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Cardinal - Hymns

  by Malcolm Carter

published: 27 / 1 / 2012

Cardinal - Hymns
Label: Fire Records
Format: CD


Superb and long-awaited second album from orchestral pop act Cardinal, which lives up to the expectations raised by their over-rated debut album from eighteen years ago

Eighteen years to follow up a debut album is a long time by anyone’s standards but there have been the solo albums in- between as some consolation I guess… Richard Davies and Eric Matthews garnered excellent reviews for ‘Cardinal’ almost two decades ago, but they weren’t exactly matched by excellent sales. As is always the case when an album (or gig) is recognized years later to be significant, it seems everyone and their brother was at the gig or bought the album at the time. I can’t say that I bought Cardinal’s debut when it was released in 1994, I’d heard a few tracks from it and despite thinking, no knowing, that the Bee Gees first album was one of the defining albums of the sixties, for all the comparisons that ‘Cardinal’ received for sounding like that album and also the Beatles I couldn’t hear it. It was a good collection of solid, lush (in places) pop songs that, although nicely out of time in 1994, didn’t really deserve the praise that many lavished on it. It was different from most other albums of the time, but even though the orchestral pop tag fitted it reasonably well where the hell did all the baroque references come from? To a child of the sixties baroque pop meant the Left Banke, Love, even the Zombies in their later years, and while Cardinal might well have been reaching for those heights they fell a little short. But sometimes our curiosity gets the better of us and in 1995 I succumbed to the charms of Eric Matthews solo album, ‘It’s Heavy in Here’, which was the start of the admiration I still have for the guy to this day. Further albums followed and. although all the gushing praise he received in the press wasn’t always justified, there are some excellent songs scattered throughout Matthews solo work. Much the same could be said for Richard Davies, his most memorable albums still being ‘There’s Never Been a Crowd Like This’ and ‘Telegraph’. Then, in 2005, just over a decade after its initial release ‘Cardinal’ was reissued by Wonderland Records; freshly remixed and remastered and including eleven bonus tracks this time it again sounded like a brilliant collection of pop songs, and finally some of Matthew’s arrangements did show a little of the magic that made the early Bee Gee records so special. But it was still far from the classic album it was being hailed as. So what do we make of ‘Hymns’, and was it worth the eighteen year wait? If ‘Hymns’ was an album by a new band with nothing to relate back to it would be greeted with open arms. Strangely the music that this duo make when together, which hasn’t really changed so much from the music displayed on that debut, doesn’t sound so out of place in 2012. Maybe by looking back to the past in 1994 they were actually ahead of their time because ‘Hymns’ certainly goes to the places that ‘Cardinal’ was obviously aiming for. While these beautifully constructed pop songs are lushly orchestrated at times they never feel forced, never feel like they are deliberately trying to recapture times past. These ten originals are good old-fashioned pop songs, of that there is no doubt, but even when they recall the songs of say the sixties as on ‘Love Like Rain’, there’s a modern edge which is totally unexpected and unlike anything else around at the moment which not also shows Cardinal in another light, but shows many bands who are supposedly masters of recreating sounds of old just how to do it. Most impressive is that obviously a lot of time and thought has gone into each and every note played on ‘Hymns’, which, although I’m sure the same could be said of ‘Cardinal’, this time works so much better. ‘Hymns’ is the work of two guys bringing their love of the past together to create something new rather than trying to be too clever. The opening song, ‘Northern Soul’, is simply a pretty little pop gem, a beautiful melody, Davies' gossamer vocals never sounding better and enough going on instrumentally to make you want to hit the return button. It’s the mixture of the unexpected that makes ‘Hymns’ so interesting. The distorted vocals floating in and out of your right ear during the menacing ‘Carbolic Smoke Ball’, the bursts of brass mellowing out the sound, it all makes for some interesting listening. Forget all the Bee Gees / Beatles references and accept ‘Hymns’ for what it is, a brilliant collection of pop songs with one ear in the past while never losing sight of the road ahead. ‘Cardinal’ could never live up to the classic tag it was so often burdened with, and while ‘Hymns’ won’t and shouldn’t be hailed as one if Davies and Matthews can be persuaded to collaborate again without leaving it another eighteen years they’ll get there.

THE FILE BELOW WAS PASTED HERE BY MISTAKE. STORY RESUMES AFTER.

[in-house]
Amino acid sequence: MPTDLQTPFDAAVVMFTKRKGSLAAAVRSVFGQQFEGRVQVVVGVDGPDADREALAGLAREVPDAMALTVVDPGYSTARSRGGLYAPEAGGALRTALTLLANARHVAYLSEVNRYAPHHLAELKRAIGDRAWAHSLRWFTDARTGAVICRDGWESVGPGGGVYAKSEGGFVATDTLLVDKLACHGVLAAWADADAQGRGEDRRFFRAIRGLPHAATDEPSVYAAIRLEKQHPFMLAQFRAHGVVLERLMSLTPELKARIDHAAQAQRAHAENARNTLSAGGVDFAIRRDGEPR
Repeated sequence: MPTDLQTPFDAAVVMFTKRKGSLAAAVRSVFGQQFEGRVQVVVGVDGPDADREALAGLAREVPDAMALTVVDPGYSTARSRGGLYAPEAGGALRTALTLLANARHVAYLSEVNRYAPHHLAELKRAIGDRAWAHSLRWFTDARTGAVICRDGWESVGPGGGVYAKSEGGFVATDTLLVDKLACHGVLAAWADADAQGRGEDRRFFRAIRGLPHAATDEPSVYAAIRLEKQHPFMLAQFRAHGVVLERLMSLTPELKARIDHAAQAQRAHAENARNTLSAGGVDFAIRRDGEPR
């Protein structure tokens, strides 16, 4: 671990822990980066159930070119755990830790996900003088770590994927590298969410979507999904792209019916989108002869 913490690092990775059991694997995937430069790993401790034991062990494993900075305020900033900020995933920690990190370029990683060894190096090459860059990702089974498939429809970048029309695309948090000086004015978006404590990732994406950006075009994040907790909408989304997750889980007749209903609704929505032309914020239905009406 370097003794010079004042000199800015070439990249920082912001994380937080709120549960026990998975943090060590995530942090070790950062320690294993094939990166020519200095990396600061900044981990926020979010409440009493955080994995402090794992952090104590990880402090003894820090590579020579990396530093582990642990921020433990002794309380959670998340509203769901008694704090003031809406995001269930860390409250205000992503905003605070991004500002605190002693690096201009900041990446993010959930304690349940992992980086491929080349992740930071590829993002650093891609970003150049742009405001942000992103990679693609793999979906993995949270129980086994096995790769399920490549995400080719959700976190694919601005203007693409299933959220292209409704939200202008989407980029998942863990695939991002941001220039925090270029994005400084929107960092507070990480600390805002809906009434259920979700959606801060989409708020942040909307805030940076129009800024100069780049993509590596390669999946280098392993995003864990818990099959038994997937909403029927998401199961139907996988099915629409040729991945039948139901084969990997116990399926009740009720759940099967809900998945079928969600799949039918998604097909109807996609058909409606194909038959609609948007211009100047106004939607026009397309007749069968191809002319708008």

Track Listing:-
1 Northern Soul
2 Carbolic Smoke Ball
3 Her
4 Love Like Rain
5 General Hospital
6 Kal
7 I Am A Roman Gypsy
8 Rosemary Livingstone
9 Surviving Paris
10 Radio Birdman

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